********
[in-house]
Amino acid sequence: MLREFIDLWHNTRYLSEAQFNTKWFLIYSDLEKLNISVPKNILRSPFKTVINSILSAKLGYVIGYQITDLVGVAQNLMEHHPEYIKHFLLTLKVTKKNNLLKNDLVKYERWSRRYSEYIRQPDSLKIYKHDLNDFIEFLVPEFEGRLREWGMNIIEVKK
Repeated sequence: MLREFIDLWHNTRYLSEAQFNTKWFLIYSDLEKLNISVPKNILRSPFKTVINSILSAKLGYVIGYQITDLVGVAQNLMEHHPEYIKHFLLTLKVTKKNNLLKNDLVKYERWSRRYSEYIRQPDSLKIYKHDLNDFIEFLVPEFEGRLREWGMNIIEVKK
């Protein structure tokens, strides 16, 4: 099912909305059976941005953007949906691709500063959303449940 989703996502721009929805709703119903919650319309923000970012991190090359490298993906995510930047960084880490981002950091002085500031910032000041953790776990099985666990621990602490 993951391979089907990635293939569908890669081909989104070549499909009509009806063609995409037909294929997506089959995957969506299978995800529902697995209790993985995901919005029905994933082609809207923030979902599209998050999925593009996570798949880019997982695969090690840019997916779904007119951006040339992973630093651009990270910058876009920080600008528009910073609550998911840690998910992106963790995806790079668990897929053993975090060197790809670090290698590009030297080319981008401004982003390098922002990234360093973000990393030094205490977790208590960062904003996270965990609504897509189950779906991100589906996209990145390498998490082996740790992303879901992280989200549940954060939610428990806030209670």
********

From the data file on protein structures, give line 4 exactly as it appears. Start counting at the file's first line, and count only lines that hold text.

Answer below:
């Protein structure tokens, strides 16, 4: 099912909305059976941005953007949906691709500063959303449940 989703996502721009929805709703119903919650319309923000970012991190090359490298993906995510930047960084880490981002950091002085500031910032000041953790776990099985666990621990602490 993951391979089907990635293939569908890669081909989104070549499909009509009806063609995409037909294929997506089959995957969506299978995800529902697995209790993985995901919005029905994933082609809207923030979902599209998050999925593009996570798949880019997982695969090690840019997916779904007119951006040339992973630093651009990270910058876009920080600008528009910073609550998911840690998910992106963790995806790079668990897929053993975090060197790809670090290698590009030297080319981008401004982003390098922002990234360093973000990393030094205490977790208590960062904003996270965990609504897509189950779906991100589906996209990145390498998490082996740790992303879901992280989200549940954060939610428990806030209670």